• Scioto Mile Promenade
  • LeVeque Tower
  • North Market
  • Short North Arts District
William McKinley Monument

1) William McKinley Monument

The monument to the 25th President of the United States is more than a century old. It was placed at the east entrance of the Ohio Statehouse in 1906 after McKinley's assassination. The statue was crafted by artists Hermon Atkins MacNeil and Carol Brooks MacNeil with partial funding from the state legislature. Additional funds were covered by the public who contributed about $25,000 for the statue.

Along with a stately statue of William McKinley, the monument includes two statues that are referred to as "Peace and Prosperity." They represent older individuals guiding youth into a prosperous future.

The William McKinley Monument is easily accessible for anyone who is taking a walking tour of Columbus. A visit to Capitol Square shows the monument looming proudly over the street for all to admire. It is only steps away from the Ohio Statehouse and the many statues and monuments located in and around the square.
Ohio Statehouse

2) Ohio Statehouse (must see)

The Ohio Statehouse is the ideal location for any visitor to the state capitol. The Statehouse combines history, current events and art. It is also in an easily reachable location for walking tours.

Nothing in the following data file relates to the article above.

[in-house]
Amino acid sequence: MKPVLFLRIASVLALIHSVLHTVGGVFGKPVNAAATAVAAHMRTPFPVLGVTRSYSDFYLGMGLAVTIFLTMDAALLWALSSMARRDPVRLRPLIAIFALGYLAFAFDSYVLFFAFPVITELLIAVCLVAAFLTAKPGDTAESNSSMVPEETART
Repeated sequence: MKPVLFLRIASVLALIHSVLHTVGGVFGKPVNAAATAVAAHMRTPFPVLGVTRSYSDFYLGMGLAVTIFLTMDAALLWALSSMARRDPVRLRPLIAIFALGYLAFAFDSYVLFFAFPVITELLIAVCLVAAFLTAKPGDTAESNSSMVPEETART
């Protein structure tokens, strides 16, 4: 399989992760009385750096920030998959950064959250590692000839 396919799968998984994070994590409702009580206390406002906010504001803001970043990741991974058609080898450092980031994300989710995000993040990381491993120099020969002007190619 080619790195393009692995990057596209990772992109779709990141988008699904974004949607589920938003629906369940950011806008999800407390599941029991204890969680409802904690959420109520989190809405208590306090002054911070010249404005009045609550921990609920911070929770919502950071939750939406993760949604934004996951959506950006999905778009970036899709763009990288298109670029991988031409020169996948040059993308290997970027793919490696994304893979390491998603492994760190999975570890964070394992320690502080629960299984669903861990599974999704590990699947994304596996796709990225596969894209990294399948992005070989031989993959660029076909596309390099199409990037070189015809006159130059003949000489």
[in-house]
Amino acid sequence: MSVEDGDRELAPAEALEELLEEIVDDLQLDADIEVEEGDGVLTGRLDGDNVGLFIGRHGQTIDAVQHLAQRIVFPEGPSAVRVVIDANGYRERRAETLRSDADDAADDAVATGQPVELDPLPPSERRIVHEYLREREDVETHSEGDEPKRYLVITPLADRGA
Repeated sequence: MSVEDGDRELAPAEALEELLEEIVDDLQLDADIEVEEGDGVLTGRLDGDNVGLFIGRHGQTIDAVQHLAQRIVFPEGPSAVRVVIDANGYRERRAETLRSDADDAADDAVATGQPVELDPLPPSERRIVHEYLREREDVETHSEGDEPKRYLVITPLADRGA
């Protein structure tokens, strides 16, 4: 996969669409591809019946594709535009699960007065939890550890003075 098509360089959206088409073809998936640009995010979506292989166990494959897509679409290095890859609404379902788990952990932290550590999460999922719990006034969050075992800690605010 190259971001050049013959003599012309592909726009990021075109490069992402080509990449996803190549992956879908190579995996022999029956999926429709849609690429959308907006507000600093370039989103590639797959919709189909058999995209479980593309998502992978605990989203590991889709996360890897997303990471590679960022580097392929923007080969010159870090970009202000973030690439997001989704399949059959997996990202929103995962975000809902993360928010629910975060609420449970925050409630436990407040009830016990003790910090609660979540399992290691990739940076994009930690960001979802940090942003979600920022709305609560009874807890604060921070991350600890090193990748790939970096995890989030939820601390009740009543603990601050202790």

Anyone who visits the Ohio Statehouse is welcome to take a self-guided tour. They can visit the entire Capitol Square complex, which includes the Statehouse along with the Senate Building and the Atrium. About 500,000 people visit the Ohio Statehouse each year.

Building of the Statehouse began in 1839 and was completed in 1861. It was designed by multiple architects thanks to a competition hosted by the Ohio state government. The state asked architects and artists to submit designs, which would then be narrowed down to an ultimate winner. In the end, a consensus could not be reached. Three winners were chosen: Henry Walter, Martin Thompson and Thomas Cole. A number of architects were hired over the years to combine elements from the winning designs while also adding their own touches. The Statehouse is designed in a Greek Revival style.